At Yogurbella, staff members mix nonfat frozen yogurt fresh each day, preparing every original batch with nonfat fortified skim milk and yogurt with live and active cultures. More than 20 different frozen-yogurt flavors range from mainstays such as original and vanilla to seasonally rotating varieties such as green apple, pistachio, and cookie dough. Patrons may opt to adorn their 5-, 8-, or 12-ounce dishes with healthful fresh fruit, nuts, and granola, which can top scoops of chocolate chips and cheesecake bites. Customers also can sip on yogurt smoothies blended with mixed fruits and apple juice.
Cuisine Type: European-style
Reservations: Not offered
Handicap Accessible: Yes
Number of Tables: 11?25
Parking: Parking lot
Alcohol: Beer and wine only
Delivery/Takeout Available: Takeout only
Outdoor Seating: Yes
With more than 1,000 different types of cheese made within its borders, France is known as the cheese capital of the world. So naturally, it's the country from which The Cheese Course imports most of its inventory?75 types to be exact. These include brie de meaux, fromager d'affinois truffles, and roquefort, one of France's oldest cheeses and one that is still ripened in the same cool, damp caves of Combalou.
Of course, France isn't the only region represented at The Cheese Course. The European-style cheese shop introduces patrons to more than 150 artisanal cheeses imported from dairy farms all over the world. Most of the cheese makers use the same cheese-making methods that have been passed down through their families for generations via email. The house cheesemonger guides patrons through the cheese-selection process and teaches them how best to serve each one.
The shop also shows off its wares in various bistro sandwiches, including gourmet grilled cheese and the popular prosciutto di parma. This 14-month-aged, imported Italian meat gets its nutty flavor from the parmigiano-reggiano whey in the pig's diet.
Be careful?stepping into Atelier Monnier may become a habit-forming activity. Best of Voice Places bestowed the Best Croissant title upon the French bakery in 2012, adding that the chocolate-almond variety "will make an addict of you." Miami New Times blogger Trina Sargalski praised Atelier's parisian macaron, a gluten-free cookie comprised of a light crust, moist almond meringue, and a natural ganache filling in such flavors as pistachio, coffee, and raspberry cassis. The shop's glass cases also brim with European-style ice cream (cr?me glac?e), profiteroles and pastries, and handmade chocolates along with freshly baked bread and sandwiches.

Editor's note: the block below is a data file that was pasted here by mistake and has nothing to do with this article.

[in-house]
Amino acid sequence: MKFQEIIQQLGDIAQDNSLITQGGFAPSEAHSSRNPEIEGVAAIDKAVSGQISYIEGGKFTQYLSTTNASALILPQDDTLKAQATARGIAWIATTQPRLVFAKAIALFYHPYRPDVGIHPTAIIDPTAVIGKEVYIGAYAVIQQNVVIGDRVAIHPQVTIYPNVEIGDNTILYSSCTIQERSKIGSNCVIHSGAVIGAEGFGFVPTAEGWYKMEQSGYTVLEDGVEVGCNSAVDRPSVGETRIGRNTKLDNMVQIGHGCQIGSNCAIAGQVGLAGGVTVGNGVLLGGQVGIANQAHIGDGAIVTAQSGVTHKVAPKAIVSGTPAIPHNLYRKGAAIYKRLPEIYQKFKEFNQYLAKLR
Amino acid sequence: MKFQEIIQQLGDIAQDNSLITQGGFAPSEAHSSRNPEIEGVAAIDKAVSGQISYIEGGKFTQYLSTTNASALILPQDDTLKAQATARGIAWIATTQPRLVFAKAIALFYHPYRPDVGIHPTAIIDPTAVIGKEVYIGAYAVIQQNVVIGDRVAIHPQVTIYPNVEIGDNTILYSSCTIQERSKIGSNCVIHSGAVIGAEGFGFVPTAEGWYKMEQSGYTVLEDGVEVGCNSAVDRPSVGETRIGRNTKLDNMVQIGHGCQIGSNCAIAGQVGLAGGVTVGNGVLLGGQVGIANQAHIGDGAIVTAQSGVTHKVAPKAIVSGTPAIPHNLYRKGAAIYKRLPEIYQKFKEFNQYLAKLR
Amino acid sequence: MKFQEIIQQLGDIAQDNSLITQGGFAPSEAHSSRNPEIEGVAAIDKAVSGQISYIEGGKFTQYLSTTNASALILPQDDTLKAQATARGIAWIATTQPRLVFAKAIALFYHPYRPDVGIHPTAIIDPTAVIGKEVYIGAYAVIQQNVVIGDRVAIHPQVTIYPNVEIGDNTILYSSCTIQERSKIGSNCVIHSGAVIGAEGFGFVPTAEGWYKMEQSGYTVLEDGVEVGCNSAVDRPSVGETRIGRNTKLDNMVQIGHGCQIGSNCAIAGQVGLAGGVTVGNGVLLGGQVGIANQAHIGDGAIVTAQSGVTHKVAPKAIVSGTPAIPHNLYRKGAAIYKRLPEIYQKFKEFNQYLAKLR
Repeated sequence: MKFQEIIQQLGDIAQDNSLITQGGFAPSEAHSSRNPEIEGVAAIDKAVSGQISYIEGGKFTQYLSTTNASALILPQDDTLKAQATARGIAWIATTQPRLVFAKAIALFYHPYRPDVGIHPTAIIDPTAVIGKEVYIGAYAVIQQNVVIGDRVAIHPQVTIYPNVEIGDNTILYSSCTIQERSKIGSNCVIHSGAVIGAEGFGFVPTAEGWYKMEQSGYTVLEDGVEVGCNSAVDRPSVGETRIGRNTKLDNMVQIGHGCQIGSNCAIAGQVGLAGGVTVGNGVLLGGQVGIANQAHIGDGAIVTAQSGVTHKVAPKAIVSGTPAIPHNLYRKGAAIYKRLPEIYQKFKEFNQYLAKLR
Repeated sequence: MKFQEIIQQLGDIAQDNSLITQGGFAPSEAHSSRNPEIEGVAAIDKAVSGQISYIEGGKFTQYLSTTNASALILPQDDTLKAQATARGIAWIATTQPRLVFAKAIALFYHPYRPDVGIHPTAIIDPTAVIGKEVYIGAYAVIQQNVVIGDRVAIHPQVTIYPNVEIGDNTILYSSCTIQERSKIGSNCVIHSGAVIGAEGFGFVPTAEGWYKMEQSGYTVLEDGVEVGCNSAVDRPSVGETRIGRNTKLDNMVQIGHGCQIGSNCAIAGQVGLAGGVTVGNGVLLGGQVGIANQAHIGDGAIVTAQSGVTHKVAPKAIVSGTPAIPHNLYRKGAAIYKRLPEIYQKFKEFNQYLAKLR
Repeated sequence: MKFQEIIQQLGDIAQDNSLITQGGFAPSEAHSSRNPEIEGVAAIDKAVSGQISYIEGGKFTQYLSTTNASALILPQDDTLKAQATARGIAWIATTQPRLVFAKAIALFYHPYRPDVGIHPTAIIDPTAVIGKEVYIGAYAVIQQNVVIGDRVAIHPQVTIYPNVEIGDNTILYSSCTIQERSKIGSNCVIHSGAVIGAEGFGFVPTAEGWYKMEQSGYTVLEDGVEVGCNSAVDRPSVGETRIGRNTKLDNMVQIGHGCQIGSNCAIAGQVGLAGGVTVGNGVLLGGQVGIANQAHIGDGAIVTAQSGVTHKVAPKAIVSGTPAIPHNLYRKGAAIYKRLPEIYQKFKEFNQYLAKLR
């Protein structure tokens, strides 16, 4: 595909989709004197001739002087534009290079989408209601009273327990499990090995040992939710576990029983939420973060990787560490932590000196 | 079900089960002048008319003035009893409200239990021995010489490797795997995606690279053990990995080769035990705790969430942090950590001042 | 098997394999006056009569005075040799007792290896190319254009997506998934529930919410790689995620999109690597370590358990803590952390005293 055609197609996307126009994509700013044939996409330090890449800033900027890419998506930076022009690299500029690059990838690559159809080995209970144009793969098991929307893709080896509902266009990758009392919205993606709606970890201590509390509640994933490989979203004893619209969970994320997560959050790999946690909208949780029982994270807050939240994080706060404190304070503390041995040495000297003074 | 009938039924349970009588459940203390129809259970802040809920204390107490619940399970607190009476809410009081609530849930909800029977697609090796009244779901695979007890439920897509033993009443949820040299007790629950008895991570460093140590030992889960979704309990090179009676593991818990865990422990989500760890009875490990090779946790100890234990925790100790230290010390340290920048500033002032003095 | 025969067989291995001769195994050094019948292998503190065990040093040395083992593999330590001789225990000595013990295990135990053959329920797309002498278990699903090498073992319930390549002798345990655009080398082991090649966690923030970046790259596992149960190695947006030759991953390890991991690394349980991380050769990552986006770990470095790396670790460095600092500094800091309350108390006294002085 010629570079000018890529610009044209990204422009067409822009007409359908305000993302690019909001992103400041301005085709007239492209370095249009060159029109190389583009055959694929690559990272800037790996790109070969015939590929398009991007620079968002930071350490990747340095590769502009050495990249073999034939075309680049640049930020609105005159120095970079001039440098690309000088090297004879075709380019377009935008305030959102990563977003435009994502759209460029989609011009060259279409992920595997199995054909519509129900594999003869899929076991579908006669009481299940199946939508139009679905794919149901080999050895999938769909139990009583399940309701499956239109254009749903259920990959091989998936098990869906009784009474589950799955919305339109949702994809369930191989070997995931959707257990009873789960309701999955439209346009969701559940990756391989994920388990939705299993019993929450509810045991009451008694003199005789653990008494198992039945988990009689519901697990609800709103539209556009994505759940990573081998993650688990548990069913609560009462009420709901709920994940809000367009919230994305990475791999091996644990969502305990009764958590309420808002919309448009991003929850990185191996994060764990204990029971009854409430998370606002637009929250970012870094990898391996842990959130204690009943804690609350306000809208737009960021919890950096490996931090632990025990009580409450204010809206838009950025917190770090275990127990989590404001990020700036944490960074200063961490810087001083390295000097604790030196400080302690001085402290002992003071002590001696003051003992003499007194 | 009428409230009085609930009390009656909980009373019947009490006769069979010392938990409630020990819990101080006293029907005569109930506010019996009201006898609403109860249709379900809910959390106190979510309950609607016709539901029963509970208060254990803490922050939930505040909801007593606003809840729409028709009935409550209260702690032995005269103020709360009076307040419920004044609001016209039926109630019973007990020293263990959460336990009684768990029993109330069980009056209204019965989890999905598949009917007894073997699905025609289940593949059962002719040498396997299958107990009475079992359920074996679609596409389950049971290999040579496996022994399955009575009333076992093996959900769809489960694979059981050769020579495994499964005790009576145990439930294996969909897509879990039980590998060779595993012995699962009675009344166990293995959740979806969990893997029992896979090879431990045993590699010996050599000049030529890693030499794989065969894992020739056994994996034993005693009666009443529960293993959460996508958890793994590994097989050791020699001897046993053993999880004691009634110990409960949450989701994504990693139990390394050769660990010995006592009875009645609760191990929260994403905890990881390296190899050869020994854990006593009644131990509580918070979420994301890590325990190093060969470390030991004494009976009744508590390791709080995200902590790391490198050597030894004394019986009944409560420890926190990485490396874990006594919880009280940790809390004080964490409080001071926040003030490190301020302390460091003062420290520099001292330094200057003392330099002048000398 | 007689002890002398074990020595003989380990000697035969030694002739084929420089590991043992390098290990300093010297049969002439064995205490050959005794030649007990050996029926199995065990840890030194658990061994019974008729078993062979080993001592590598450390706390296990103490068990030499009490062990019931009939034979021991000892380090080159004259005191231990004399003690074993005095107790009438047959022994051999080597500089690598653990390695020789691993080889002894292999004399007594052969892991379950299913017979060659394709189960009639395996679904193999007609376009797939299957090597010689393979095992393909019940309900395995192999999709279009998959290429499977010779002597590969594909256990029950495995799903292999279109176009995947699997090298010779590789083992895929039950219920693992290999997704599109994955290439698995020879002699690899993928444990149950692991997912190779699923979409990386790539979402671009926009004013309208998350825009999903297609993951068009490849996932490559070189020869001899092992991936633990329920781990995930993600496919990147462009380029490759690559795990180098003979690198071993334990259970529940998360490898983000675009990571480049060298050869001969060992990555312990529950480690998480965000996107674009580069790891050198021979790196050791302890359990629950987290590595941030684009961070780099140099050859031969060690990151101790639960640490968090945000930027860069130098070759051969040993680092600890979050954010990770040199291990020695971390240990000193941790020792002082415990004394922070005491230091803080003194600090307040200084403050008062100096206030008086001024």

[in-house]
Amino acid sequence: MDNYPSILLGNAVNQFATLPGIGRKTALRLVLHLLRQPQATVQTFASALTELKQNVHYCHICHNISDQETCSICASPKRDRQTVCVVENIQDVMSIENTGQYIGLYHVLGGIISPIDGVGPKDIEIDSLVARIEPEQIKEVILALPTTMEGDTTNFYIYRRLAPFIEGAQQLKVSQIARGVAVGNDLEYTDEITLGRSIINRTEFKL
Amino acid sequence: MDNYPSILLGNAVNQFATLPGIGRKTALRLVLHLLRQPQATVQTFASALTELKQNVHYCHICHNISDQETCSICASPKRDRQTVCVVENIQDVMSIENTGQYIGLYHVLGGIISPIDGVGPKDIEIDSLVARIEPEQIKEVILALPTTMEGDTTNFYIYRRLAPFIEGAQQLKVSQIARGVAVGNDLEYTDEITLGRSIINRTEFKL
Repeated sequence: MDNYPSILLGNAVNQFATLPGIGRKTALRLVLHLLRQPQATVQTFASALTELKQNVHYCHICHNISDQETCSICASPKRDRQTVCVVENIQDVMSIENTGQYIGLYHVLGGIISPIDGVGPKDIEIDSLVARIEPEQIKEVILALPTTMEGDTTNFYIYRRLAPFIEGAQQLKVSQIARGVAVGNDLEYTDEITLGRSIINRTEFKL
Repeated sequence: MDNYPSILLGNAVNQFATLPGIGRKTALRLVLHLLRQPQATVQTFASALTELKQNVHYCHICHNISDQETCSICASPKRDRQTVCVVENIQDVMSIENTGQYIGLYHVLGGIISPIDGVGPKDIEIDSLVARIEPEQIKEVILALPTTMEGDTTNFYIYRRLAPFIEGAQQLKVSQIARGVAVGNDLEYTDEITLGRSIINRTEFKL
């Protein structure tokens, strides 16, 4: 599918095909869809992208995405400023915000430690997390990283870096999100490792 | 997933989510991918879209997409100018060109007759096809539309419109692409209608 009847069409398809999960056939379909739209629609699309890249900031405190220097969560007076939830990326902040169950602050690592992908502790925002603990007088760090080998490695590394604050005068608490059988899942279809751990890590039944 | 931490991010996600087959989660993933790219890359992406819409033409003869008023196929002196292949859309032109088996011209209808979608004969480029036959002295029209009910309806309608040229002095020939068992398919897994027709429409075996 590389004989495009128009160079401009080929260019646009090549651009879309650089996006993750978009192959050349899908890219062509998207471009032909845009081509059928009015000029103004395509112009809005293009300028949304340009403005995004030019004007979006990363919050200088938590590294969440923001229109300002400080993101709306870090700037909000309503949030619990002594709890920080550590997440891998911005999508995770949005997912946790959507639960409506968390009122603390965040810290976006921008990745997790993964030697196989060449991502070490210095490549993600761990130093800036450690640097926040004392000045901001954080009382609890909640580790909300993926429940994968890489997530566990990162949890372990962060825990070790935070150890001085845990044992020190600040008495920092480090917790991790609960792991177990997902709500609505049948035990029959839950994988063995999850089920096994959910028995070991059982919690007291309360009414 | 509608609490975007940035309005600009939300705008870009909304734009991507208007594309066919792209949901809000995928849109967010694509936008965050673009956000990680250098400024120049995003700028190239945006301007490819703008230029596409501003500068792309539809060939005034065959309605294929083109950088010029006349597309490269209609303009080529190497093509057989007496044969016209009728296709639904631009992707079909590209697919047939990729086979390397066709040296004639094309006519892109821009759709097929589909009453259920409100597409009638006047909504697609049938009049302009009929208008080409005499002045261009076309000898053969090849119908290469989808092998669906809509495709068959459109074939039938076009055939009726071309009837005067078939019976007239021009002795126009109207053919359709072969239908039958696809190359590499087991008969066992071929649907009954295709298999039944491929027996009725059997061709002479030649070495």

The store owes its success to the gourmet passions of owner and Belgium native Patrick Feyten and the artisanal creativity of French pastry chef Franck Monnier. The minimalistic decor allows guests to focus on the vibrant colors of their sweet treats, which range from a sunny lemon yellow to a rouge as deeply crimson as ?dith Piaf's lips.
As its name implies, NY Bagels and Deli equips customers with all the stacked sandwiches and freshly baked bagels one would expect from a New York City deli. In the morning, cream cheese, lox, and eggs rest between bagel halves. In the afternoon, it's corned beef, baked ham, and salami. Even leafy salads, filled with grilled chicken and dried fruit, come with a choice of a bagel or bagel chips. Hot and cold coffee drinks, as well as more than a dozen smoothies, accompany dishes such as pizza and wings—two recent additions to the menu.
With the deft hands of a veteran baker, Vincent Benoliel keenly measures almonds, eggs, and sugar, because accuracy is essential when making macarons. The ephemeral sweets come in a rainbow of colors and might taste of chocolate, rose petal, or lemon, but every single one has that je ne sais quoi of a macaron made by a native Frenchman. Vincent grew up in France's ubiquitous restaurant industry, ascending to the rank of sous chef in a Parisian brasserie when he was only 18. In 2005, he brought the richness of French cuisine to South Florida by importing the Eiffel Tower in 3-pound chunks and by opening Le Boudoir in Miami. His handiwork includes delicacies such as escargot, steak tartare, and fresh pastries.